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Building Brave and Great Space: You Belong Here

June 1st (next week!) marks the beginning of Pride Month and I wanted to use these few paragraphs to acknowledge this and talk a bit about how we can build better communities by a commitment to being better allies. My hopes is that by reading this, you can find a place to simply begin. I can tell you firsthand that I get it wrong, a lot. However, I am committed to learning and growing and as Dr. Maya Angelou said, “when we know better we do better”.

So what are brave spaces? What does it mean to be an ally? And what the heck is so important about pronouns? I am going to do my best to touch on these but I will tell you this, I am going to start in the area that I am more an “expert”, and that is privilege.  I am a white, cis gendered, settler Canadian. I have grown up seeing myself in movies and stories, in magazines, in leadership roles and in higher education. People often correctly assume my pronouns and those of my spouse. 

Where can you begin?

I am a firm believer that when we do not know where to begin, start with our self and start within our homes. Do what we can in our small spaces in this world, the impact will be greater than we think. Michelle Obama talked about this is in her most recent book when she shares “when the world goes big, we can go small”. All or something goes a long way in brave spaces. 

Start with understanding your privileges. There are so many exercises to do this, but I found the Flower of Power to be the most visual. I have linked it here. If you’re comfortable, do this and then share it in your home or your work spaces.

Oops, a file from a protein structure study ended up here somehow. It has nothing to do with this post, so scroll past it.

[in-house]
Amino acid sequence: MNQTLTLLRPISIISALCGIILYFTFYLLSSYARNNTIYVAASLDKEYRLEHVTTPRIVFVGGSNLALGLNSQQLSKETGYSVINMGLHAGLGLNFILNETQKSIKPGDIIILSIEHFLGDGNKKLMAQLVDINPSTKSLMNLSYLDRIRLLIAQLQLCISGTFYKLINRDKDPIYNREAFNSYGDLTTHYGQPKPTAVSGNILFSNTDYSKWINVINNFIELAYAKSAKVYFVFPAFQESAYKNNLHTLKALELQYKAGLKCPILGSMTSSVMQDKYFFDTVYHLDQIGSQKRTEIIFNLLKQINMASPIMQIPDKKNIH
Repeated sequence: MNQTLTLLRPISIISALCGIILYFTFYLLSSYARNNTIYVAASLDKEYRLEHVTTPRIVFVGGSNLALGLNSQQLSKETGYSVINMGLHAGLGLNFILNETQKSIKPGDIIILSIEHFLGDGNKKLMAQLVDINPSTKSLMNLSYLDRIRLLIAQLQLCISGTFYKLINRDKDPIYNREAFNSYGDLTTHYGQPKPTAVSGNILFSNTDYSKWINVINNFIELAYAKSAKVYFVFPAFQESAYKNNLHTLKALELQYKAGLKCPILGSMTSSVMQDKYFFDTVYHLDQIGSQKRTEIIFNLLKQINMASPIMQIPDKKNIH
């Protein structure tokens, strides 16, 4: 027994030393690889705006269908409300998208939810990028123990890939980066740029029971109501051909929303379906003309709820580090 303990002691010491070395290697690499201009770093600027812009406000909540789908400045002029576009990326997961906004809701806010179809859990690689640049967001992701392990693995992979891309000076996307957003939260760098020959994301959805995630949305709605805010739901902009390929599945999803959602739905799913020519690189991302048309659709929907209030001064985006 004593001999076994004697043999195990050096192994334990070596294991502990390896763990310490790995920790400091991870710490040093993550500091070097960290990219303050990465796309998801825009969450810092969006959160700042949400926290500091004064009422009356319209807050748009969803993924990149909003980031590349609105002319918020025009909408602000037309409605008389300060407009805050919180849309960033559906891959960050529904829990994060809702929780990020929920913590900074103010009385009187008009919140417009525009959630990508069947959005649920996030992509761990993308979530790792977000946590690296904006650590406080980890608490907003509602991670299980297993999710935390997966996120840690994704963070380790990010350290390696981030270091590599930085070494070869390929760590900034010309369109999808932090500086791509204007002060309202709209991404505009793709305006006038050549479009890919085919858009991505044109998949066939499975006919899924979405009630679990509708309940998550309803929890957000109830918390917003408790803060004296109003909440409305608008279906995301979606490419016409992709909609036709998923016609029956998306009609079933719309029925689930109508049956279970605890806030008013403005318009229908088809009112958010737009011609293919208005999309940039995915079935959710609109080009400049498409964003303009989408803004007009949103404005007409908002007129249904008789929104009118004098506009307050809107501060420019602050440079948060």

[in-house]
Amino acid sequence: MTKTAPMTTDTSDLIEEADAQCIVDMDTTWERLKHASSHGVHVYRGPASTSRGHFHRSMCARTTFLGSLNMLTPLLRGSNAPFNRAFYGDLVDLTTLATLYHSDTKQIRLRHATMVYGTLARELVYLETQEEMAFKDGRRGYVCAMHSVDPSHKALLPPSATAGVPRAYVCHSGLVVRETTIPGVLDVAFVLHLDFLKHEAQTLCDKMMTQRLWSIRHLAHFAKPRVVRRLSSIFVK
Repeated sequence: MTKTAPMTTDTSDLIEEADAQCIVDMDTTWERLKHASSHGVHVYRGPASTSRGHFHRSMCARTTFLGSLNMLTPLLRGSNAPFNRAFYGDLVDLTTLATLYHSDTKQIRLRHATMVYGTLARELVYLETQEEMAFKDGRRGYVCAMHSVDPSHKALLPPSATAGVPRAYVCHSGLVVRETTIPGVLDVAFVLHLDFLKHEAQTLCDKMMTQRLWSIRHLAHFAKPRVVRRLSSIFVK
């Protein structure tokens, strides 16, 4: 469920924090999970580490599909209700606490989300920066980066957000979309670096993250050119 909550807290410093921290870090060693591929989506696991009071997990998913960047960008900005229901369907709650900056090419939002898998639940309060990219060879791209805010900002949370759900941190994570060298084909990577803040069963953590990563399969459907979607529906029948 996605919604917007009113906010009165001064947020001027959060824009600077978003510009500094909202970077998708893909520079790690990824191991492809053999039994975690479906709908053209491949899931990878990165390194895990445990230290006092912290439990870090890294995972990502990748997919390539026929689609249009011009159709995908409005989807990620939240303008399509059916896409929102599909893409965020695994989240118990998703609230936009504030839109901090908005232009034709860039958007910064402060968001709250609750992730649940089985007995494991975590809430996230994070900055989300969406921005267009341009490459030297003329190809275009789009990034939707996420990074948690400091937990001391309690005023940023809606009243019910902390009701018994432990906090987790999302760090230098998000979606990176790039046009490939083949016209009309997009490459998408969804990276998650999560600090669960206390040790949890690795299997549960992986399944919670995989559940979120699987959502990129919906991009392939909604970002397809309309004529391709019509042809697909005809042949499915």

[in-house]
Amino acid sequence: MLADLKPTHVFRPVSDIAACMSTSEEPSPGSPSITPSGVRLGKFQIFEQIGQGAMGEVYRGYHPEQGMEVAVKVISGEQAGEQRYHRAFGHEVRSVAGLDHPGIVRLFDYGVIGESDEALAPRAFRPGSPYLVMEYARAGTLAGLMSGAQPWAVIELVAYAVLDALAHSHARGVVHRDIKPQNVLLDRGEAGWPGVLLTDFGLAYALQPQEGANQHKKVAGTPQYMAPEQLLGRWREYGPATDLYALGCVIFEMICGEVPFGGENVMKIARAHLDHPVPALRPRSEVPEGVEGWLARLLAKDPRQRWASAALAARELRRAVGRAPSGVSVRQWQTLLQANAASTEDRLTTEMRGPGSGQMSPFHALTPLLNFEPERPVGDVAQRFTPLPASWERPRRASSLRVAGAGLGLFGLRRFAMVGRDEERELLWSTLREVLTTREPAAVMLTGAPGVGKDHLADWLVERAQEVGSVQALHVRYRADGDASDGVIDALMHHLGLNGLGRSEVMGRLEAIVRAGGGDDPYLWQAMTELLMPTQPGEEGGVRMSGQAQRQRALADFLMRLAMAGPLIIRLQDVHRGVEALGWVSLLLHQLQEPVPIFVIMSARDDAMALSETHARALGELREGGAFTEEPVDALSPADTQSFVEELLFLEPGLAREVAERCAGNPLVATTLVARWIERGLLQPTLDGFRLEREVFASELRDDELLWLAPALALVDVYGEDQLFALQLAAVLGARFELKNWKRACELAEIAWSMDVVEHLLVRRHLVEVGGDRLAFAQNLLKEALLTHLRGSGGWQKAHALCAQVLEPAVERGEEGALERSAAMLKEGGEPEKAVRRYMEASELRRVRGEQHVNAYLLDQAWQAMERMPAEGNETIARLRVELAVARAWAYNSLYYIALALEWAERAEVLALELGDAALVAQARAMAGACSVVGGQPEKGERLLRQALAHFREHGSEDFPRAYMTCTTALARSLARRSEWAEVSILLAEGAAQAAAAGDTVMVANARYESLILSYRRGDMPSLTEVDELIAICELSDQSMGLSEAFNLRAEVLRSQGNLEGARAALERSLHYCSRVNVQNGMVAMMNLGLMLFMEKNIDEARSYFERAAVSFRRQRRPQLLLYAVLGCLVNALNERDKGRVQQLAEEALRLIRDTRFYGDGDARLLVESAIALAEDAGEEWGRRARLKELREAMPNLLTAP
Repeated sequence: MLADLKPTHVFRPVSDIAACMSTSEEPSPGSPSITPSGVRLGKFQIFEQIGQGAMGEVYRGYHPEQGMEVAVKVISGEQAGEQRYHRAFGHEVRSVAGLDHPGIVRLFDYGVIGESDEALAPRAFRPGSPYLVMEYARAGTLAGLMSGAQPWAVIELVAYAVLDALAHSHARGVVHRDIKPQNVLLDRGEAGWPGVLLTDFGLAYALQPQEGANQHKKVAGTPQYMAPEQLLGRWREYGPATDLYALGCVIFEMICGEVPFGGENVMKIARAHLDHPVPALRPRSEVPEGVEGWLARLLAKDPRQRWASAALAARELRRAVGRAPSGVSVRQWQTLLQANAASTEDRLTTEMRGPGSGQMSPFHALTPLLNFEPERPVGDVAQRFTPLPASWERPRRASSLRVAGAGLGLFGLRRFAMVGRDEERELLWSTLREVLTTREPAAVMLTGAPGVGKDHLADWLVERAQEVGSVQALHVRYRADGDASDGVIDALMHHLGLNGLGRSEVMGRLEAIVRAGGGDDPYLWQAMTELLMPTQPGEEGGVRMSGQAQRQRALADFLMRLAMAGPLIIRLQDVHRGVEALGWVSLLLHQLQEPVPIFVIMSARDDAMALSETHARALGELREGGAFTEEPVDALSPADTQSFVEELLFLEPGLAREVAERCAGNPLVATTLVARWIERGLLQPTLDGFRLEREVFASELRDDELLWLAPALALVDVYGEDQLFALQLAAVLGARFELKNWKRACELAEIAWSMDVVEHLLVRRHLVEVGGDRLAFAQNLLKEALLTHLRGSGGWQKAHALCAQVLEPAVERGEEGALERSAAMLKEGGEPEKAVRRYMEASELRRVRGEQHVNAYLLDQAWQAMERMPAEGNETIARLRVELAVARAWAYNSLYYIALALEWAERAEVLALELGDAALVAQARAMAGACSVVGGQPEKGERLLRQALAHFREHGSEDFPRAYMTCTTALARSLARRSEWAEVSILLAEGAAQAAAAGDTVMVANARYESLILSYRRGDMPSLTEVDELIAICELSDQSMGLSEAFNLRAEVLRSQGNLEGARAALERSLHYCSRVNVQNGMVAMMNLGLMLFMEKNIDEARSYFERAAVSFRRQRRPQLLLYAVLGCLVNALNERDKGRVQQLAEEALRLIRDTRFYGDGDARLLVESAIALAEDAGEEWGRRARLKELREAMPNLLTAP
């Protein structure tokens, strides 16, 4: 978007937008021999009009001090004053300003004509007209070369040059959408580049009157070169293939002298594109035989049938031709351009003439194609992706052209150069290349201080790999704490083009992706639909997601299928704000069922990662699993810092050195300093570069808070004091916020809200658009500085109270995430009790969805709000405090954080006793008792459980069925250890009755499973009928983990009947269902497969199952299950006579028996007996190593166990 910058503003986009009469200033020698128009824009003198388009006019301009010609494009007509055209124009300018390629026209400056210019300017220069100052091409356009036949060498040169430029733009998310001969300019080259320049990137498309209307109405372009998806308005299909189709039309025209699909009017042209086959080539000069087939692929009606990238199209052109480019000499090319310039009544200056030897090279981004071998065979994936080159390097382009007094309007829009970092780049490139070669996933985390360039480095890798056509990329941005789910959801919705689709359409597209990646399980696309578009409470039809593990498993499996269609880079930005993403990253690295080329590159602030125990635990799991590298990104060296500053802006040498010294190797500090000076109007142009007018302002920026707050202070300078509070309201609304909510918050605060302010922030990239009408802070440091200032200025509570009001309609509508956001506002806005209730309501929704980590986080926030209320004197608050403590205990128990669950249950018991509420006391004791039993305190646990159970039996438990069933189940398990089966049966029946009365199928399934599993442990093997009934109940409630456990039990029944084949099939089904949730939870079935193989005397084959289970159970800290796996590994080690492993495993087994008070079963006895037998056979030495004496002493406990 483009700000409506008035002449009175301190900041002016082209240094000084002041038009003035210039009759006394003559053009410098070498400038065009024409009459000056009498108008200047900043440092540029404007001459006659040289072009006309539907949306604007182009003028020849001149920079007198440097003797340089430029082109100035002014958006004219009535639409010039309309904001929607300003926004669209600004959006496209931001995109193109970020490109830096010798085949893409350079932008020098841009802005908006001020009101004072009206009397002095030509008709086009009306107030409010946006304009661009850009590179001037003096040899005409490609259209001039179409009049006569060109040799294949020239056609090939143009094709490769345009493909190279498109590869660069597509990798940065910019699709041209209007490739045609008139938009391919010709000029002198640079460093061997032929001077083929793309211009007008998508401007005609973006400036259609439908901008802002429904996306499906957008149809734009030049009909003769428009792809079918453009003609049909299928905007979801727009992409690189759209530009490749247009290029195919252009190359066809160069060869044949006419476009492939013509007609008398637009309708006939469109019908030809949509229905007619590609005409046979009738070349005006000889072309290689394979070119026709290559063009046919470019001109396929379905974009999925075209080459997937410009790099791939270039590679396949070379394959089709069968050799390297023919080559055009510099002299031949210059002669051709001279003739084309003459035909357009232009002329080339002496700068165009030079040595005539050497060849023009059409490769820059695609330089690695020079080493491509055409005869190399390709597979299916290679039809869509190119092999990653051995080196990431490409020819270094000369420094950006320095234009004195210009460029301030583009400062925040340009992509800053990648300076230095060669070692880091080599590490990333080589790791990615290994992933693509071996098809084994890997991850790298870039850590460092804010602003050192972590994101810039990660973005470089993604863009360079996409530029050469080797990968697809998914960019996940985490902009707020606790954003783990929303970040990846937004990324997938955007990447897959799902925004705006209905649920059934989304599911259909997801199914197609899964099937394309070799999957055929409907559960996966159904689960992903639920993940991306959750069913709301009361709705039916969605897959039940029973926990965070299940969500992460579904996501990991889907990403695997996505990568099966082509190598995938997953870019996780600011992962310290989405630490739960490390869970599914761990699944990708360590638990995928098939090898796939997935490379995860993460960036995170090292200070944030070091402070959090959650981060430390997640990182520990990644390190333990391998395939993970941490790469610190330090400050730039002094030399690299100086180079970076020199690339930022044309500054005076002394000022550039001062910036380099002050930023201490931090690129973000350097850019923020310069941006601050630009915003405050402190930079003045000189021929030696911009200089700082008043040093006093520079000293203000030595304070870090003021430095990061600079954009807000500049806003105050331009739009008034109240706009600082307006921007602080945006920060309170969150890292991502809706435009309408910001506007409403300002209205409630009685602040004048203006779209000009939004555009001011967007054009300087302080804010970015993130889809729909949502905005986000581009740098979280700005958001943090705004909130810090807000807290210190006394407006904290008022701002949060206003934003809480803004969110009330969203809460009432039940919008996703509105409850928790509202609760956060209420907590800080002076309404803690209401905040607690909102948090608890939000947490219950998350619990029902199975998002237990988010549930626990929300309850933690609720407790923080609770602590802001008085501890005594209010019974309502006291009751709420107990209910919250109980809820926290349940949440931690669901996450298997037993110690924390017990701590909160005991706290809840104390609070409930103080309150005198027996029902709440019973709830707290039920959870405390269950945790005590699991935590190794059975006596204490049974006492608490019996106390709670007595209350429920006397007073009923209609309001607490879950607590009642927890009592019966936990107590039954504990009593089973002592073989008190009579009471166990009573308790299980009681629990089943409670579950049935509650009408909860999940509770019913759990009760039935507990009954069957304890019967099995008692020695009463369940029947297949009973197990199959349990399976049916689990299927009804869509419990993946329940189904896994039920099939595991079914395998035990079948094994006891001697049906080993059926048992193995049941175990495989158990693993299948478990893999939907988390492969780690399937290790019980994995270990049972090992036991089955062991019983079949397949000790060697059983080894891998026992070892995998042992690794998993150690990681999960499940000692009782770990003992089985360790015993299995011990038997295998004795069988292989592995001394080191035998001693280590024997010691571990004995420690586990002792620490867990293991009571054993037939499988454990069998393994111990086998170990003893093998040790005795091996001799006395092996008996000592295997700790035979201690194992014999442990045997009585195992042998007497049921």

Start using pronouns and stop assuming other’s pronouns. Just ask. For yourself, add your pronouns in your email tag line- this creates an awareness and also let’s other’s know that you are a safe space. As for other’s, you can simply ask for their pronouns when you ask their name. Something I am constantly working on is replacing “you guys” with “you folks”. Like I said, I am always learning and I am constantly messing up.

Educate yourself. Too often we are looking to the most marginalized to teach us about their lived experiences. This is not okay and results in more unpaid labour. Do the work yourself. OUT Saskatoon has incredible resources. I have linked one on Allies and Solidarity here. There are so many great children’s books— if it is in the budget, add one to the bookshelf. Our local libraries have also created beautiful reading guides and the Librarians will be more than willing to help. Be ready for these important conversations and learn WITH our kids. They are our beautiful future. 

Attend local events. If you want to see love and inclusion, attend your local pride parade. Simply attending is not a checkbox action to “becoming an Ally” but it is about creating awareness and celebrating diversity. Just google the city you live in and pride and so many wonderful activities will come up. Many are family friendly and I can say that our kids have had the best times. 

Support businesses supporting inclusivity and the 2SLGBTQ communities. Meaning, if you want that cute rainbow shirt, do your research. Old Navy and Walmart are capitalizing on marginalization and giving NOTHING back. Buy from places who are giving back— wearing a rainbow is not enough.

So with that, I leave you with a few links to do some of the work. Invest your time into learning about members of our community and how you can actively take steps, everyday, to be an Ally. With the world literally at our finger tips, ignorance is no longer an acceptable excuse. This is you invitation to build a better world, one where everyone belongs. 



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